Shawn Wright, 51, of the west central neighborhood in Spokane, Wash., has been featured in a CDC a national educational campaign. Courtesy of the U.S. Department of Health and Human Services Centers for Diesease and Control Prevention. (SR photo: Dan Pelle)
Shawn Wright was a smoker. Nothing could stop him: not the death of his father; not the scolding of doctors; not the high taxes; not the banishment from bars and restaurants; not his girlfriend’s disapproval. Wright even kept smoking as oncologists diagnosed his throat cancer, one Pall Mall after another. He smoked right before and right after each of his 36 radiation treatments. And then surgeons sliced his neck open and cut out his larynx. “There I am in the hospital, looking at myself in the mirror after my surgery and I thought ‘Whoa … What have I done to myself?’ ” said Wright, now 51 years old. “That was it. There was no way I was going to stick a cigarette into that hole in my neck so I could smoke.” That was 3 ½ years ago. Today he is exhibiting his disfigured neck as a key part of the U.S. government’s newest front in the fight against smoking/John Stucke, SR. More here.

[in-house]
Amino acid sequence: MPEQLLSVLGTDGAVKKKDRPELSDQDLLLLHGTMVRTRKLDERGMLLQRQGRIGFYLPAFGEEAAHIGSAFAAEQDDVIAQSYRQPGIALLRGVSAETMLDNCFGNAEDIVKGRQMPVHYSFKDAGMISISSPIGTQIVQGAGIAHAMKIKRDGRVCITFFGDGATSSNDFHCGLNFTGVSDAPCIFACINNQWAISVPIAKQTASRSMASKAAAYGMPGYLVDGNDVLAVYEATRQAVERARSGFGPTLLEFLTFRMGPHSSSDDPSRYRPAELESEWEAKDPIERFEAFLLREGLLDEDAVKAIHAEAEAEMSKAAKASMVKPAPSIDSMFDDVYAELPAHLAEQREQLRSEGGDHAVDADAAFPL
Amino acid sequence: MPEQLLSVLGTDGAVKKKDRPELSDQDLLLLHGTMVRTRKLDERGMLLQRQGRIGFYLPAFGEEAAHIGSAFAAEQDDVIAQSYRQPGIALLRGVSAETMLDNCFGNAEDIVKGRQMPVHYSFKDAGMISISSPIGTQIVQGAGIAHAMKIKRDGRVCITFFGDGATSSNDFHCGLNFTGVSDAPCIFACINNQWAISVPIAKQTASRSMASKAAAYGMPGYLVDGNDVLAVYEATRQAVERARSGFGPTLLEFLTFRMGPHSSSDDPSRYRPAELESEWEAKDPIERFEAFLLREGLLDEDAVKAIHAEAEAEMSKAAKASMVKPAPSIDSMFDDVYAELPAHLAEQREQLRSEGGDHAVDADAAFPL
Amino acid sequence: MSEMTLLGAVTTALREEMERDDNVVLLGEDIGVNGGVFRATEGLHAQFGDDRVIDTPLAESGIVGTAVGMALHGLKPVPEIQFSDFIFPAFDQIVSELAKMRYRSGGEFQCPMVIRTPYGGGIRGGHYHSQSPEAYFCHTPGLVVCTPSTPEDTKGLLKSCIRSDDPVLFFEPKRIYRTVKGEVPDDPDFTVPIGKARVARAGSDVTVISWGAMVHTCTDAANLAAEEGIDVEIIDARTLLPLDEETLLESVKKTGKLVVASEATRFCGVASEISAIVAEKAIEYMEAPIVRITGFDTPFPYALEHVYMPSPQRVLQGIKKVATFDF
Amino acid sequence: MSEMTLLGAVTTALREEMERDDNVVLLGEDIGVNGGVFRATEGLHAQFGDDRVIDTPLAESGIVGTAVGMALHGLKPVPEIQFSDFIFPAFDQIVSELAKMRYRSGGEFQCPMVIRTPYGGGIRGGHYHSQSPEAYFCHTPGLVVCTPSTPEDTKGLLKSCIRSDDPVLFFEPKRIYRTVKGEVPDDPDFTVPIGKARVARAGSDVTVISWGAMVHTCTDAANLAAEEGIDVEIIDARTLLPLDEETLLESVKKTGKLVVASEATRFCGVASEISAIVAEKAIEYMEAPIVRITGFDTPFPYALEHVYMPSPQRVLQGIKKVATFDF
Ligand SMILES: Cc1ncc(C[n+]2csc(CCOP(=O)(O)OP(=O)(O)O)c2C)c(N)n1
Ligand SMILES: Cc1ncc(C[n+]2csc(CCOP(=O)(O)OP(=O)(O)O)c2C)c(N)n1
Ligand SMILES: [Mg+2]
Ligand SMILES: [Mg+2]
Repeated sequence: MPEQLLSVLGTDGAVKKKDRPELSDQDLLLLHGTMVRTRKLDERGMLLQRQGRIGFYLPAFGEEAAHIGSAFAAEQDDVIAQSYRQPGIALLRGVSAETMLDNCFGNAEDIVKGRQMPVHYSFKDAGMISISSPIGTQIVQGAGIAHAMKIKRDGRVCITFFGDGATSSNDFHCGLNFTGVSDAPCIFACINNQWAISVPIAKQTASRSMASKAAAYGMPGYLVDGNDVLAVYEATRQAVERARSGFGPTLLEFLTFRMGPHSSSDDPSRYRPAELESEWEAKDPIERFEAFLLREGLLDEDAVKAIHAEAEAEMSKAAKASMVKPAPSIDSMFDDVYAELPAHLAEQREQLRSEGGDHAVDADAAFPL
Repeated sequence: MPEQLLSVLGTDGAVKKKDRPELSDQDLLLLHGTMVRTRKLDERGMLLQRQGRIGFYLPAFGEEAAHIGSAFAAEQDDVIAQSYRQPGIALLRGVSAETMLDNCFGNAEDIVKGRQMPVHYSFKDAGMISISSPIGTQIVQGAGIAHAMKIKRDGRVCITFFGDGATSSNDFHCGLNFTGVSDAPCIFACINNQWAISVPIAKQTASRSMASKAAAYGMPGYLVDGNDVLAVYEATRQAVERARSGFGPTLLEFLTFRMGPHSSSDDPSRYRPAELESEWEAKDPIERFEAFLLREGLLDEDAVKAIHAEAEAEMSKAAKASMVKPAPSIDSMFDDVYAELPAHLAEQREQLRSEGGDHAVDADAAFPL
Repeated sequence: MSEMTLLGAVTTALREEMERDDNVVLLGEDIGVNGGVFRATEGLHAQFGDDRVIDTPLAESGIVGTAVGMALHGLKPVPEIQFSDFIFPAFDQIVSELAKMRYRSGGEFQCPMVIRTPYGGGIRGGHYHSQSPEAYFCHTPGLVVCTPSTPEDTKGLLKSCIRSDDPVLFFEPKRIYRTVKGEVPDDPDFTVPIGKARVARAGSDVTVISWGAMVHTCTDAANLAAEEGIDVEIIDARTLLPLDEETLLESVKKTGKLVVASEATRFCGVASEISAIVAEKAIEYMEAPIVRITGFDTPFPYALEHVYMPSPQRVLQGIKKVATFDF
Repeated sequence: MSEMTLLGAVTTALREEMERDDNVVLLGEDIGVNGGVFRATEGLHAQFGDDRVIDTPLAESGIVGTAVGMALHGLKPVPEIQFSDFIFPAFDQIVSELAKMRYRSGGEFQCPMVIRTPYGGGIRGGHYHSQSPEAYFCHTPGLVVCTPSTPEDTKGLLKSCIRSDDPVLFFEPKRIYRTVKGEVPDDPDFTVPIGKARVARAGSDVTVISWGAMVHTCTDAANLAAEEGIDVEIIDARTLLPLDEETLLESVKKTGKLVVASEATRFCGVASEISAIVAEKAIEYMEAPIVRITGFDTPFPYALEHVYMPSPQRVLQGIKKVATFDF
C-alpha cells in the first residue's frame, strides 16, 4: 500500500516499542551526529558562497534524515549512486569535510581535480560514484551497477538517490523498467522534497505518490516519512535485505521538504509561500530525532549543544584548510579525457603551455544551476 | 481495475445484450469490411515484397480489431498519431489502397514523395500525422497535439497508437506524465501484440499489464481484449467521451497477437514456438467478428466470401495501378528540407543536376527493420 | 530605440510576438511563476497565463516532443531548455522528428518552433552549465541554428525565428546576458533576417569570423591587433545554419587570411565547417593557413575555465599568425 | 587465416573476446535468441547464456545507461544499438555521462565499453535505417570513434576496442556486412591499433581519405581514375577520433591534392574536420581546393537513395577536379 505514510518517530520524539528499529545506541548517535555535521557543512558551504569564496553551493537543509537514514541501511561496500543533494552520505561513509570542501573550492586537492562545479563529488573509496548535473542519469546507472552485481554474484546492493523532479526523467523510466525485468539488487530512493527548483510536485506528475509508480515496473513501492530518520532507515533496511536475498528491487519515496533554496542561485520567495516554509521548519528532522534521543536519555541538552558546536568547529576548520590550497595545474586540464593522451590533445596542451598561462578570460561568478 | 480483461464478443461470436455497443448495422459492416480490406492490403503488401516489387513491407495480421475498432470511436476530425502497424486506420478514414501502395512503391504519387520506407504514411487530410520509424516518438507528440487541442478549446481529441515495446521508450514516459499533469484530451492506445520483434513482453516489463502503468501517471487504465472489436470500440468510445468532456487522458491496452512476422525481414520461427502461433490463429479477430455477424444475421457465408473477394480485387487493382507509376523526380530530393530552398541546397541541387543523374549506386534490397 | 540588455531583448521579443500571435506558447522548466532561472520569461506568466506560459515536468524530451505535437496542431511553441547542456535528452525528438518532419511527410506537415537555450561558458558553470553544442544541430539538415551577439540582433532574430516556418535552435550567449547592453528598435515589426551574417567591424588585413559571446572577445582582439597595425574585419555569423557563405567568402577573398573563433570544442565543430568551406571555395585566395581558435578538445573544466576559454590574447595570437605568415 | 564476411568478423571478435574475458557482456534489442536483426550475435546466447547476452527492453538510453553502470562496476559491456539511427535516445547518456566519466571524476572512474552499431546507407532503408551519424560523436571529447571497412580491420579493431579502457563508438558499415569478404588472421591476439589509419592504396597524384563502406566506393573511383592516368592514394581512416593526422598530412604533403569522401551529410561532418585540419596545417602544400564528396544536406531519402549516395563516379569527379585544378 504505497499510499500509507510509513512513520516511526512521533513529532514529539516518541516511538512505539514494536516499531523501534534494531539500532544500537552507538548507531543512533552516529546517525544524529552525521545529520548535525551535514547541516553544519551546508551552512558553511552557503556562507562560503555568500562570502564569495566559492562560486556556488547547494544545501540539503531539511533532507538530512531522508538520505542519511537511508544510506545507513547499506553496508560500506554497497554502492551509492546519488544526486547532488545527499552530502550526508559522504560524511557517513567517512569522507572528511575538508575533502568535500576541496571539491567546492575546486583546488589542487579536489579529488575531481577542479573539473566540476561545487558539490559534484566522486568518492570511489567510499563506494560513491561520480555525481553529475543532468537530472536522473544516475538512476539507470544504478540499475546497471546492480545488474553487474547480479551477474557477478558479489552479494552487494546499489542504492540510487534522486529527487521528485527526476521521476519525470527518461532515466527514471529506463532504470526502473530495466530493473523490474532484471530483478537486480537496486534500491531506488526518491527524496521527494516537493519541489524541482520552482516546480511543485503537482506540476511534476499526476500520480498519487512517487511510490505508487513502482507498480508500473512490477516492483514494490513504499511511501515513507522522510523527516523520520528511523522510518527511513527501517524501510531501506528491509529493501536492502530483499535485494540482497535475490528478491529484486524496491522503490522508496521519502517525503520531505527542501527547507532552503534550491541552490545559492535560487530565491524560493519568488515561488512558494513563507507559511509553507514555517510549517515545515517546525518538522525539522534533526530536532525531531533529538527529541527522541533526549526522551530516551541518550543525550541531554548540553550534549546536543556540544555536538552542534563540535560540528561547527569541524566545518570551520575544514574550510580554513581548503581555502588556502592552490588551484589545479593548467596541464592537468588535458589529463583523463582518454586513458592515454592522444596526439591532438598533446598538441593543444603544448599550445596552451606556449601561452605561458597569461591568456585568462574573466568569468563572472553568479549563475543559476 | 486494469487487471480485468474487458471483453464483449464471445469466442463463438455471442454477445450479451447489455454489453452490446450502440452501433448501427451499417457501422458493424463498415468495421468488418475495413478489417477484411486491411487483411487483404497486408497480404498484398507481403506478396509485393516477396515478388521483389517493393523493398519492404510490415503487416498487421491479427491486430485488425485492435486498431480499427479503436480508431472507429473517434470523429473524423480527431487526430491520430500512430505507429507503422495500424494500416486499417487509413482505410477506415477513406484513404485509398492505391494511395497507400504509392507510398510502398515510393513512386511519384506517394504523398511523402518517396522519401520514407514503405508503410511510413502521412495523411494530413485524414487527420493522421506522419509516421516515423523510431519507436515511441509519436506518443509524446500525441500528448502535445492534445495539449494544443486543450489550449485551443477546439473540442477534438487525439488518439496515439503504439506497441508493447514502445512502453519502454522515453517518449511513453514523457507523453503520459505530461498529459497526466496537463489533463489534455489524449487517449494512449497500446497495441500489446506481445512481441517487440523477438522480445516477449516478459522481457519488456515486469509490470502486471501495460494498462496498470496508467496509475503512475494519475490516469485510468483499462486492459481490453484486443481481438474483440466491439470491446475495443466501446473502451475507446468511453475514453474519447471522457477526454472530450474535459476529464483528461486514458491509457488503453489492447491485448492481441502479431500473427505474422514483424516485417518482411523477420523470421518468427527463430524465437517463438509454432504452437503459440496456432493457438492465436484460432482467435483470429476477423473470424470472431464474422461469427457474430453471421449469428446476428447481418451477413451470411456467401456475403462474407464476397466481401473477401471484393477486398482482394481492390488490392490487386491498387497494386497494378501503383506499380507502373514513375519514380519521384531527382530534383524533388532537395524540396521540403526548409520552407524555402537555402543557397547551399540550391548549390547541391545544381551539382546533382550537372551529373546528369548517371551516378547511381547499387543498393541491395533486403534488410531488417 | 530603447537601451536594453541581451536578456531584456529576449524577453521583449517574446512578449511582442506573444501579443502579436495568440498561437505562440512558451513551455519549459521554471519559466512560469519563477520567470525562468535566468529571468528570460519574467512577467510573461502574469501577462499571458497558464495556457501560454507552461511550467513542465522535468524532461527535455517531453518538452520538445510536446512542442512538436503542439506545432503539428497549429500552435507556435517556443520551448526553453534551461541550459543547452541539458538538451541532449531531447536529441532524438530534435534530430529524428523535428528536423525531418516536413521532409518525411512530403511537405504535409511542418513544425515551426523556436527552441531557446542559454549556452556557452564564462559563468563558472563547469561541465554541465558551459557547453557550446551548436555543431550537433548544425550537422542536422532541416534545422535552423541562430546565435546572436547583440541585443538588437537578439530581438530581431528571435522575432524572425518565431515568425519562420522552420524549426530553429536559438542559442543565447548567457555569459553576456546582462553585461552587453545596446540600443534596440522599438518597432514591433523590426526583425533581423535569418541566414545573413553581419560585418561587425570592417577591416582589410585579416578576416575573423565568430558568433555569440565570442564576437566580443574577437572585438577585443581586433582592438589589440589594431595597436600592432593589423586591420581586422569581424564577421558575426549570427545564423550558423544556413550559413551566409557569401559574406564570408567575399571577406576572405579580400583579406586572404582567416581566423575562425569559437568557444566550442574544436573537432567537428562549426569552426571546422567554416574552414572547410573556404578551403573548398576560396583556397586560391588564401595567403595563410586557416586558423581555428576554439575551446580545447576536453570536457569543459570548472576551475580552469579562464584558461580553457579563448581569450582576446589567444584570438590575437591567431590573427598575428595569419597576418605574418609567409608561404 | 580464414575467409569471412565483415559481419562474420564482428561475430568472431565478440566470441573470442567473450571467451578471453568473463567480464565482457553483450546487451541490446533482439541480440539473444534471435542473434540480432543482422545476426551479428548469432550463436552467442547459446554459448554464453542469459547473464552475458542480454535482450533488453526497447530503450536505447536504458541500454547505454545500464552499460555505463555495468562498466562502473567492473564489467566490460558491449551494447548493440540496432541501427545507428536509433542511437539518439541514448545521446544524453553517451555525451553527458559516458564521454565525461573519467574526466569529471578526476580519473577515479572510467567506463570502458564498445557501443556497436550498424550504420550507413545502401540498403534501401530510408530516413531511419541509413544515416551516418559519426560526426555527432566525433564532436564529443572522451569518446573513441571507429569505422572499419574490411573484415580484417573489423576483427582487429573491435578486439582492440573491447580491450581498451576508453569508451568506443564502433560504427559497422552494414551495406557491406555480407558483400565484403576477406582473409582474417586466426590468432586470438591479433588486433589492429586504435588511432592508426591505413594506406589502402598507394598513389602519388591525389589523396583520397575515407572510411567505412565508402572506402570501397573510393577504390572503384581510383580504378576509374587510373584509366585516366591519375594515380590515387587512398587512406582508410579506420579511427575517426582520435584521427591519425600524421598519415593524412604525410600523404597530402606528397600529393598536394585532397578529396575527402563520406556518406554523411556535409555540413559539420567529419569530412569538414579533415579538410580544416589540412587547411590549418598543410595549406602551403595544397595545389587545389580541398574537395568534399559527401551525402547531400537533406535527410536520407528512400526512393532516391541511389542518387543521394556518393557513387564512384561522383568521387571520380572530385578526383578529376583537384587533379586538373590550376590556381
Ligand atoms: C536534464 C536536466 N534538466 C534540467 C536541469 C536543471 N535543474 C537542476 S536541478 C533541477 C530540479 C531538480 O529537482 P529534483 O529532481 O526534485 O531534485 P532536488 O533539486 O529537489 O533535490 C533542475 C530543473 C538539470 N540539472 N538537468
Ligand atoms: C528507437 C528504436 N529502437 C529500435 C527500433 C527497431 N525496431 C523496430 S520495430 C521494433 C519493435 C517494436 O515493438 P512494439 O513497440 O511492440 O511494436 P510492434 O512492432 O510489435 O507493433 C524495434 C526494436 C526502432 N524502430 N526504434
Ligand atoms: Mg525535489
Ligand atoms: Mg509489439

Question: Are these commercials over the top? Or effective? Or both?